BOISE – Idaho Gov. Butch Otter’s new campaign commercial claims the state’s economy is “on a roll” thanks to his leadership, citing several selected measures.
But overall, Idaho’s economy, while growing, has been much slower to recover than most states from the big recession that hit just after Otter took office in 2006. Idaho saw the third-biggest drop in employment from 2007 to 2014, according to the Pew Charitable Trusts’ “Fiscal 50: State Trends and Analysis” report, a key measure of economic health. Its per-capita personal income ranked next-to-last in 2013, ahead of only Mississippi. Idaho’s unemployment rate in July was 4.8 percent, ranking 13th among states, but unlike Pew’s employment figures, that doesn’t take into account those who have given up looking for jobs.
Kaycee Emery, Otter campaign spokeswoman, said, “What we’re hearing is there’s a lot of people very positive about where our economy is and where it’s going because the governor has made so many tough decisions.” She said, “The focus of the ad is just to remind people that compared to the rest of the nation, Idaho is on top.”
Jasper LiCalzi, professor of political economy at the College of Idaho, said, “You can find numbers that’ll tell you almost anything. … Is it a flat-out lie, completely wrong? Probably not, but it’s weak information.”
The Otter campaign cites specific sources for its claims, like a Heartland Institute article ranking Idaho No. 5 for “best economic outlook.” That article, based on a survey by the American Legislative Exchange Council, ranks states on such measures as whether they have a right-to-work law barring compulsory union membership – Idaho does.
The campaign also cites a Bloomberg News “Economic Health Index” that ranked Idaho No. 5; a Moody’s Analytics report predicting that Idaho will be No. 9 for job growth in the coming year; and a Governing Magazine report that a survey of small business owners showed those in Idaho gave their state an A-plus for business-friendliness.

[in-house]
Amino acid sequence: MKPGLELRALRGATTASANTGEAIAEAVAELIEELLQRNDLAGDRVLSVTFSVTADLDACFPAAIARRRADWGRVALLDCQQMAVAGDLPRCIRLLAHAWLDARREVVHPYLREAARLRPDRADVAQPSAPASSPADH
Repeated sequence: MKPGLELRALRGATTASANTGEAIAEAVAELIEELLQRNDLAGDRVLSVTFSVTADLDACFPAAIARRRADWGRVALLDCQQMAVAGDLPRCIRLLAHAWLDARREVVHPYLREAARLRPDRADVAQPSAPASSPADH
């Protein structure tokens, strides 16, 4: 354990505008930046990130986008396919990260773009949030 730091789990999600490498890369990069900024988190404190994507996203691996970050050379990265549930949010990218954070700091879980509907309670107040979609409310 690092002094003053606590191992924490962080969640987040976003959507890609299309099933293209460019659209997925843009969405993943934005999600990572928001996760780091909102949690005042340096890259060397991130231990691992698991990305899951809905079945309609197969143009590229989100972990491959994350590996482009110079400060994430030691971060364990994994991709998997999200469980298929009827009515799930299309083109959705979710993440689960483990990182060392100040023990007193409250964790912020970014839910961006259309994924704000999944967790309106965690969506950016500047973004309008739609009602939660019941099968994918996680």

“Some of those are forecasts, but they’re based on facts and factual information that has come out of the state,” Emery said.
Kil Huh, director of state and local fiscal health for the Pew Charitable Trusts, said, “There are very differing views in terms of how one measures the health of an economy.” At Pew, he said, in addition to employment, “We look at personal income. … Personal income is a really good measure for measuring a state’s prosperity and sort of overall economic well-being.”
That’s a measure where Idaho has fared increasingly poorly since Otter took office. In 2006, when he was first elected governor, Idaho’s per-capita income ranked 42nd among the 50 states, according to the federal Bureau of Labor Statistics. It fell to 45th in 2008 and 49th in 2009, where it has remained since. In 1995, Idaho ranked 37th.
Norton Francis, a senior research associate with the Urban Institute, said Idaho currently is seeing faster job growth than some states, but it fell further during the recession and has more ground to make up than most. “For a lot of your stats, you’re still struggling,” he said.
LiCalzi said, “I’m sure he’s got polls that show the governor when we ask people about what they like about you and don’t like about you, the economy is one thing they don’t like. Well, let’s try to bump that up.”
As for Idaho’s economy, LiCalzi said, “Things are better, but it’s not robust. We’re not booming. When you get to a real boom, that’s when you see unemployment drop precipitously and wages go up. We’re nowhere near that.”
Jim Weatherby, emeritus professor at Boise State University, noted that Otter’s new ad – which launched this week in southern and eastern Idaho and will be playing in North Idaho in the coming weeks – comes on the heels of an Albertson Foundation-funded study that forecast that Idaho’s schoolchildren are likely to be poorer, more urban and more racially diverse in the next five years, a trend that poses challenges for the state’s schools.
“Typically a governor is punished for poor economic performance and is rewarded for good economic performance, so this is an area where he needs to come out swinging and he has,” Weatherby said.
LiCalzi said Otter’s “facts don’t lie” lead-in to the ad appears designed to counter all the news about Idaho’s economic challenges, suggesting “that’s the liberal media, they’re just saying all these things.”